According to the U.S. Department of Agriculture (USDA), last year more than 3.9 million households with children were food insecure.
There is one point on which everyone can agree – our system for delivering health care is flawed, if not fundamentally broken.
The year is 2043. At a gala in Washington, D.C. retired Sen. Rand Paul (R-Ky.) and retired Rep. Paul Ryan (R-Wis.) are scheduled to receive the World Food Program’s 29th annual Tom Harkin Humanitarian Award.
Sounds like political...
While battles rage over Obamacare, Washington barely noticed the anniversary for another government health care program. December 8 marked ten years since passage of the Medicare Part D drug program for seniors.
Time Magazine recently listed the fifty worst cars of all time. The communist East German Trabant made the list with this description: "This is the car that gave Communism a bad name. Powered by a two-stroke pollution generator that maxed out...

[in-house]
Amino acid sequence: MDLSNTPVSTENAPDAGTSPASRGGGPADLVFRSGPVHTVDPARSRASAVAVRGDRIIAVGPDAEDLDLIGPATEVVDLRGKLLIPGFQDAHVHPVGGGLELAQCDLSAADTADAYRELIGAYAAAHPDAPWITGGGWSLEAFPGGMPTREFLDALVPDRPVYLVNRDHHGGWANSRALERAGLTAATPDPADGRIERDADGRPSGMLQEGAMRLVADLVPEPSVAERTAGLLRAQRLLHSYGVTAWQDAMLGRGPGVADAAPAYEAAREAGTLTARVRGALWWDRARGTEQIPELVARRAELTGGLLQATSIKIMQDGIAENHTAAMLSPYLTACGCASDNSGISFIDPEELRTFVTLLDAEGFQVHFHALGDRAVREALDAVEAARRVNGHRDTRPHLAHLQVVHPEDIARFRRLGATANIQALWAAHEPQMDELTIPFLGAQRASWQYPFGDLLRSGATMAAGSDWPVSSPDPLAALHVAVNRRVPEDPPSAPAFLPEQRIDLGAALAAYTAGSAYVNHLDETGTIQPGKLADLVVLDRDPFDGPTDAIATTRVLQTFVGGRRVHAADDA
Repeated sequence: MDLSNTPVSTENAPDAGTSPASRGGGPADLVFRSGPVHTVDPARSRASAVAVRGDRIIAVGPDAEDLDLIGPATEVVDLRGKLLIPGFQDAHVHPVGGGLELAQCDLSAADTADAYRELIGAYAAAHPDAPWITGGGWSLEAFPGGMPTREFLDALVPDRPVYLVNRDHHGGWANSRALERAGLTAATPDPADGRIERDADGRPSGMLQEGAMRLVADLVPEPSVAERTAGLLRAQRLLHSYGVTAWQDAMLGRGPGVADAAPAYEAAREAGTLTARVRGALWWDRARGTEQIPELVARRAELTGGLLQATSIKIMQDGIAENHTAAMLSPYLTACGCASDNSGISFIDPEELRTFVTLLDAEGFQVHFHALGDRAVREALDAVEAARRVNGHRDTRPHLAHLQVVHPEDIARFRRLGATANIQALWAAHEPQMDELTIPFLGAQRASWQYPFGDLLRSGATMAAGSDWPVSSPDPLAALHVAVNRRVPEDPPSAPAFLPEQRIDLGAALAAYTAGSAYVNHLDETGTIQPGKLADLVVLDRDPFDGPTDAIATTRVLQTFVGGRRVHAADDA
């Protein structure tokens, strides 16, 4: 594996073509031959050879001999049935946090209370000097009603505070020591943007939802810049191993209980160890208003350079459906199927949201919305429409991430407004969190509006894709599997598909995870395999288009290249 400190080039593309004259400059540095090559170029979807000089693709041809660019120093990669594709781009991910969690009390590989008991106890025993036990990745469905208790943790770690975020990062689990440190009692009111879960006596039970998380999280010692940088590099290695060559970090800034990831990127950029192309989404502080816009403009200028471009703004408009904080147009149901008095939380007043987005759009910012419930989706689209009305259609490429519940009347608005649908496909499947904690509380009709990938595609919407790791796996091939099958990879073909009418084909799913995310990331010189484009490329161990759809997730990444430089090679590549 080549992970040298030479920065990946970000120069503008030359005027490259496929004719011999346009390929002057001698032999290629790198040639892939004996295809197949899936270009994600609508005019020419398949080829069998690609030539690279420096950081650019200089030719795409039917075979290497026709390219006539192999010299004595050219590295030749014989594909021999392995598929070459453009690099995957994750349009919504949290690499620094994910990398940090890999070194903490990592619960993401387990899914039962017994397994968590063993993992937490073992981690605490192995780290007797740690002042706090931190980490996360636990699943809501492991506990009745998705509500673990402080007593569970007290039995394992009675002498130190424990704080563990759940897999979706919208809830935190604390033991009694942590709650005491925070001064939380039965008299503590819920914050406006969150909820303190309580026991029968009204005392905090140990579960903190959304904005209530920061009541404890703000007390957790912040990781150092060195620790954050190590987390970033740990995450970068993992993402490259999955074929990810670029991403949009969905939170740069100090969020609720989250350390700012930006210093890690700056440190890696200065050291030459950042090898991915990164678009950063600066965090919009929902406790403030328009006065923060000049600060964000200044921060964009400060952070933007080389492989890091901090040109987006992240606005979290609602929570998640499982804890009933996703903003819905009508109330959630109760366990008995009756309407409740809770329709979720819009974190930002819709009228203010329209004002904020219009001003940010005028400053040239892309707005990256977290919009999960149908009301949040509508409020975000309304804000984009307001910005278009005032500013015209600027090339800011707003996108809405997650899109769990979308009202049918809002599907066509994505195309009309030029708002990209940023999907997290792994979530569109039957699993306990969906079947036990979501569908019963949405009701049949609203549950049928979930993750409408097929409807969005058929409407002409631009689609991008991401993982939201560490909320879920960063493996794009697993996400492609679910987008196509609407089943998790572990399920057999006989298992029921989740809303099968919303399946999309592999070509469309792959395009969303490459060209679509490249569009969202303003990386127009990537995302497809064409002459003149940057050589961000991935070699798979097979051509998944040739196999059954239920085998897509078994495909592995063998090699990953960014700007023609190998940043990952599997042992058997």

While Senate and House committees dig into chemical policy it is important to remember the point of reform: protecting public health.
Call it a perfect storm of unintended consequences. Health plans are being cancelled. Exchanges are not dispensing subsidies. Consumers are reeling from sticker shock. Yet at least some of this upheaval is avoidable. Here are five things Congress and the President should do to provide stability and health security for people losing their coverage.
Twice as many Americans are likely to be eligible for cholesterol-lowering drugs called statins, if doctors follow new heart guidelines issued by the American College of Cardiology and the American Heart Association. Statins are widely prescribed to reduce the risk of heart attacks, but the new guidelines recommend that they also be considered for people at high risk of stroke.
Twenty-two veterans die from suicide every day. Nearly 25 percent of our veterans from the Iraq and Afghanistan wars will confront PTSD or another mental health issue. Across the country, far too many veterans are going undiagnosed or untreated and are suffering because of it.
While most merchants decide on their own what to charge consumers, prices are dictated to small business independent community pharmacies and beneficiaries in the Medicare Part D drug benefit by take-it-or-leave-it contracts that pharmacies must sign with pharmacy benefit managers (PBMs), multi-billion dollar middlemen between the pharmacist and the health plan.